numpy.argmin () in Python

argmin | NumPy | Python Methods and Functions

numpy.argmin (array, axis = None, out = None): returns the indices of the minimum element in an array on a specific axis. 
Parameters:

  array:  Input array to work on  axis:  [int, optional] Along a specified axis like 0 or 1  out:  [array optional] Provides a feature to insert output to the  out  array and it should be of appropriate shape and dtype 

Return:

 Array of indices into the array with same shape as array.shape with the dimension along axis removed. 

Code 1 :

# Python program illustrating
# argmin () work

 

import numpy as geek 

 
# Working with 1D array

a rray = geek.arange ( 8 )

print ( "INPUT ARRAY:" , array)

 

 
# returns the indexes of the min element
# by indicators

print ( "Indices of min element: " , geek.argmin (array, axis = 0 ))

Output:

 INPUT ARRAY: [0 1 2 3 4 5 6 7] Indices of min element: 0 

Code 2:

# Python program illustrating
# argmin () work

 

import numpy as geek 

 
# Working with 2D array

array =   geek.random.randint ( 16 , size = ( 4 , 4 ))

print ( "INPUT ARRAY:" , array)

 
# returns min element indices
# by metrics

 
"" "

  [[8 13 5 0]

[0 2 5 3]

[10 7 15 15]

[3 11 4 12]]

^ ^ ^ ^

0 2 4 0 - element

1 1 3 0 - indicators

"" "

print ( "Indices of min element: " , geek.argmin (array, axis  = 0 ))

Output:

 INPUT ARRAY: [[8 13 5 0] [0 2 5 3] [10 7 15 15] [3 11 4 12]] Indices of min element: [1 1 3 0] 

Code 3:

Output:

 array: [[0 1 2 3 4] [5 6 7 8 9]] array: [[10 1 2 3 4] [5 1 7 8 9]] array: 1 min ELEMENT INDICES: [1 0 0 0 0] 

Links:
argmin.html # numpy.argmin> https://docs.scipy.org/doc/numpy-dev/reference/generated/numpy.argmin.html#numpy.argmin

Notes:
These codes will not work for online IDs. Please run them on your systems to see how they work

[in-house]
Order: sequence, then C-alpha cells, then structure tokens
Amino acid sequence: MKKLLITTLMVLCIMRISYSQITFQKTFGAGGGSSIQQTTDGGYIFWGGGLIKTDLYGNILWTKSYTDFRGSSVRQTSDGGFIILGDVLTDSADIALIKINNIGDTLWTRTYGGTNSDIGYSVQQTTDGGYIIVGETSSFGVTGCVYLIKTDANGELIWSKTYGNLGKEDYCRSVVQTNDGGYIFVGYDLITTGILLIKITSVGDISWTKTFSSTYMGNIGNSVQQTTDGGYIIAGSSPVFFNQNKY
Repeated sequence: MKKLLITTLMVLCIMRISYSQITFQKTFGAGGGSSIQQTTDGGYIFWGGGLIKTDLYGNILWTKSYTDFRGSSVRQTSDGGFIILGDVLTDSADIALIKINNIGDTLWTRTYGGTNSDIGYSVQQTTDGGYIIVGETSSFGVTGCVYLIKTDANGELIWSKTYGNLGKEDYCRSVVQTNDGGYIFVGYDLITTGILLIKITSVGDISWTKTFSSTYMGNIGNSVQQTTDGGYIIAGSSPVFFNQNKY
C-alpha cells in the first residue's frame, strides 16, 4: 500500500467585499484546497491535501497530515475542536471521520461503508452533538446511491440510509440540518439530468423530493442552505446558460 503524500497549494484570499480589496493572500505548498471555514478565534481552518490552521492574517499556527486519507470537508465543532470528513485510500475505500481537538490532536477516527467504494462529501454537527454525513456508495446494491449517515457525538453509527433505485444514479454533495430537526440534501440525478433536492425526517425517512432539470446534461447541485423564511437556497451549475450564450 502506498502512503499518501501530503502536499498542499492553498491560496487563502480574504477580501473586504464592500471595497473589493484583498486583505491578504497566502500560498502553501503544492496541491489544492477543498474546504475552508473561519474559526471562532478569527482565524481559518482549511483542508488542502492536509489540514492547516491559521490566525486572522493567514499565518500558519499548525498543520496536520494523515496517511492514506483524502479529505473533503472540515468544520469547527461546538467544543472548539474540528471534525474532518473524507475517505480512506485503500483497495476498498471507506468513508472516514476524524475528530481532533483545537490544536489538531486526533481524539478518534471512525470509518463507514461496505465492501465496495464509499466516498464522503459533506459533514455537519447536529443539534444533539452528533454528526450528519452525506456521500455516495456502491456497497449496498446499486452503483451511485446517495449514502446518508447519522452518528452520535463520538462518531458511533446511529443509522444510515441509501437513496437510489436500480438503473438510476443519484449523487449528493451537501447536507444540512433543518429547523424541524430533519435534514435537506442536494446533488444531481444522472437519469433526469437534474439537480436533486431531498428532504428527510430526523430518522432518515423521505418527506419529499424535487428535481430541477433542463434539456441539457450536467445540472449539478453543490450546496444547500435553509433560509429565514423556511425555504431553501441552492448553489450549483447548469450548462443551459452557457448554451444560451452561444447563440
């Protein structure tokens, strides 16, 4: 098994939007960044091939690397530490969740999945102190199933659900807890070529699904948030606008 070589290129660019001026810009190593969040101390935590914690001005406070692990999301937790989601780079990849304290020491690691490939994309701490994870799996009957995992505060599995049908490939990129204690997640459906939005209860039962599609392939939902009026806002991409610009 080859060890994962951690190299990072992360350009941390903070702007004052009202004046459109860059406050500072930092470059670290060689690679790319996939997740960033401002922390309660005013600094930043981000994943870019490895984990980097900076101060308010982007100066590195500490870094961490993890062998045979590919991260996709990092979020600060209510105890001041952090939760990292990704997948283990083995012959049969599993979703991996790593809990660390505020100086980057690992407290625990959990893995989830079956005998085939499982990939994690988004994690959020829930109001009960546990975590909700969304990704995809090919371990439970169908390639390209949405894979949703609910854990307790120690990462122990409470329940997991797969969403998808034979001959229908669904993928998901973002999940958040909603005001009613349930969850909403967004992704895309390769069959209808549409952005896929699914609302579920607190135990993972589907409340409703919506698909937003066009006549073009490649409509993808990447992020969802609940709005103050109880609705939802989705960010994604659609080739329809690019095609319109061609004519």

This article is provided by Mohit Gupta_OMG



numpy.argmin () in Python: StackOverflow Questions

Answer #1

import numpy as np
def find_nearest(array, value):
    array = np.asarray(array)
    idx = (np.abs(array - value)).argmin()
    return array[idx]

array = np.random.random(10)
print(array)
# [ 0.21069679  0.61290182  0.63425412  0.84635244  0.91599191  0.00213826
#   0.17104965  0.56874386  0.57319379  0.28719469]

value = 0.5

print(find_nearest(array, value))
# 0.568743859261

Answer #2

Say that you have a list values = [3,6,1,5], and need the index of the smallest element, i.e. index_min = 2 in this case.

Avoid the solution with itemgetter() presented in the other answers, and use instead

index_min = min(range(len(values)), key=values.__getitem__)

because it doesn"t require to import operator nor to use enumerate, and it is always faster(benchmark below) than a solution using itemgetter().

If you are dealing with numpy arrays or can afford numpy as a dependency, consider also using

import numpy as np
index_min = np.argmin(values)

This will be faster than the first solution even if you apply it to a pure Python list if:

  • it is larger than a few elements (about 2**4 elements on my machine)
  • you can afford the memory copy from a pure list to a numpy array

as this benchmark points out: enter image description here

I have run the benchmark on my machine with python 2.7 for the two solutions above (blue: pure python, first solution) (red, numpy solution) and for the standard solution based on itemgetter() (black, reference solution). The same benchmark with python 3.5 showed that the methods compare exactly the same of the python 2.7 case presented above

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# Python program illustrating
# argmin () work

 

import numpy as geek 

 
# Working with 2D array

array =   geek.arange ( 10 ). Reshape ( 2 , 5 )

print ( "array:" , array)

 

array [ 0 ] [ 0 ] = 10

array [ 1 ] [ 1 ] = 1

array [ 0 ] [ 1 ] = 1

print ( "array: " , array)

  
# Returns the min element

print ( "array:" , geek.argmin (array))

 
# First occurrence of min element given

print ( "min ELEMENT INDICES:" , geek.argmin (array, axis = 0 ))